My sixth-grader has anxiety. He gets it from me, I’m sure. But while my longtime, medicated, mostly latent issues manifest through panic attacks and rumination over slightly far-fetched scenarios (Am I dying? Is my breathing too shallow? Will I accidentally insert obscenities into this article?), his are far more grounded in reality. This makes them a little bit tougher to treat.
For instance, I can tell myself that the odds of unwittingly adding profanities into this sentence are pretty damn slim. Andy, meanwhile, worries about things like schedules and routines: He doesn’t like being dropped off in new places, he gets nervous if we’re five minutes late coming home (and texts multiple times to prove it) and likes to know how the day, week, month, year will unfold. Sleep-away camp was a big step for him, and I’m so psyched he tried it—but now he’s worried about going back again. (Yes, we’re being asked to re-enroll by September!)
School is dredging up some of these worries. He’s going to take a new bus to a new part of town. He’s starting at a new school with unfamiliar teachers. He’s going to start switching classes, not to mention having way more homework.
During the day, he’s calm and cool, but at night, these simmering fears burble to the surface. He wants to know how he’ll get a bus pass. He wants to know what to do if he doesn’t catch the bus home. He’s wondering who will pick him up on days he doesn’t stay after school for a club. He wants a plan—and life doesn’t always work like that.
As someone who suffers from anxiety—and writes about it, and volunteers about it—I’ve come up with some efficient ways to help him. Sure, sometimes I snap: when he texts me 20 times in a row to ask the same question or blubbers when I drop him at a new baseball field and have to go to my next port of call, I lose patience. But, in quieter moments, here’s what I try:
Ask “and then what?” Let’s say he’s afraid of missing the bus. I press him to drill down and identify the underlying fear that’s triggering the worry. So you miss the bus. And then what? You’re left alone. And then what? “Nobody will come to pick me up.” And then what? “I’ll have to sleep at the school.” Gradually, the scenarios become so preposterous that he realizes somewhere along the way they’ll get rectified before he’s snoozing lonesomely in a locker.
List the arsenals of support. He hates being in unfamiliar places, so I remind him of his army of tools: He has a cell phone to call us if he’s lost and map apps to show him where he is. He has phone numbers for my dad, my brother and friends if somehow we don’t answer. He knows how to call the police and he knows where he lives. He understands where to find help if he needs it.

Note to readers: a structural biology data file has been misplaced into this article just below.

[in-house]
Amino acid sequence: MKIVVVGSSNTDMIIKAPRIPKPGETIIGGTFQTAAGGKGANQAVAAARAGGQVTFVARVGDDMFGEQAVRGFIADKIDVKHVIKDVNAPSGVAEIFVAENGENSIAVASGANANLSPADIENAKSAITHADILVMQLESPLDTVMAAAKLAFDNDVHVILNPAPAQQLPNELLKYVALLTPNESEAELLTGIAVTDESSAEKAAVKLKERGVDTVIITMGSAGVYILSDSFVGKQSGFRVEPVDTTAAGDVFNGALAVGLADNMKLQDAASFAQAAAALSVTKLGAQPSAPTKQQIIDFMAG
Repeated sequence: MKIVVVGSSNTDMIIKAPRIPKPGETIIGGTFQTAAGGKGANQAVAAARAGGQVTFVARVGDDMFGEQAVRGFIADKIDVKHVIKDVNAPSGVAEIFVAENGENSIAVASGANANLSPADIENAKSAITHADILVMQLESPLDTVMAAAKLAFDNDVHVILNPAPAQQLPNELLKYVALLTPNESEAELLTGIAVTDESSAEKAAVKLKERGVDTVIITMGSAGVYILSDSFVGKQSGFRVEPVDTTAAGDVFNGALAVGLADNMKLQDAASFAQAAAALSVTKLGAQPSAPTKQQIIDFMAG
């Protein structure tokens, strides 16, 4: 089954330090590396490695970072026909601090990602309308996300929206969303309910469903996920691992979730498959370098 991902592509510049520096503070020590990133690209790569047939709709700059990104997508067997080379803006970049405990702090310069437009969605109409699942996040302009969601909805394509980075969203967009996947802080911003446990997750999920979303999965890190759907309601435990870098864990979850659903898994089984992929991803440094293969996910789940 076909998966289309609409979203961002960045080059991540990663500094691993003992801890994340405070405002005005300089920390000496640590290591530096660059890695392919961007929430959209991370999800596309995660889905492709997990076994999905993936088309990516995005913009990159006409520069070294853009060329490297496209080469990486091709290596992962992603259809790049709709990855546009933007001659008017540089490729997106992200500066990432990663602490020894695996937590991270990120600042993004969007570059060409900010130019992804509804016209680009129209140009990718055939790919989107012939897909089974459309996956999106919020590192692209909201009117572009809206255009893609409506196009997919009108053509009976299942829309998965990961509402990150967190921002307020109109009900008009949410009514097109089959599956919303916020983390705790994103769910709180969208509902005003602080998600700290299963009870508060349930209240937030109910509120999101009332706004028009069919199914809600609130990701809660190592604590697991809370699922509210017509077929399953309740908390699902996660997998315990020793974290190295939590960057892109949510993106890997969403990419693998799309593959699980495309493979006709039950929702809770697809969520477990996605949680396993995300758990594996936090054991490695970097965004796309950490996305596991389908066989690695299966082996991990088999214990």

Tell a story. Andy loves to hear tawdry tales of my life in middle school, mainly about how mortifying situations turned out—like the time I got diarrhea on a chair lift (ruined my neon purple snow pants) or the time a kid got rolled down a hill stuffed in a trash barrel while everyone watched (this is before social-emotional learning was at the forefront). The message, of course, is that I made it through middle school—and he will, too.
Practice tough love. Fittingly, this is the toughest to execute. When I have a health anxiety spiral, my husband has been coached by my therapist to only answer a question once before refusing to engage. I can ask him one question (“Is this a lump? Should I call the doctor?”), with no repeats. I know firsthand how incredibly hard it is; it’s like an itch I need scratched over and over again for reassurance. But scratching keeps the wound open, and reassurance is a bad band-aid. I realize this, and so I inflict—or gift—Andy with the same treatment. I don’t always respond when he texts ten times in a row. I sometimes answer, “I’m not sure” if I can’t give him a concrete answer, even when he demands one. I occasionally leave things deliberately open-ended so he’s forced to sit a bit with discomfort. I can’t bulldoze every obstacle for him to assuage his anxiety; resilience is a muscle that needs to be worked on. I’m not doing him any favors otherwise.
Next up, I’ll have resources and outlets for getting support in more dire situations. In the meantime, I’d love to hear your techniques for dealing with a functional but anxious kid, especially as the new school-year …eeek!…unfolds.
Find mental health resources in Greater Boston’s Jewish community.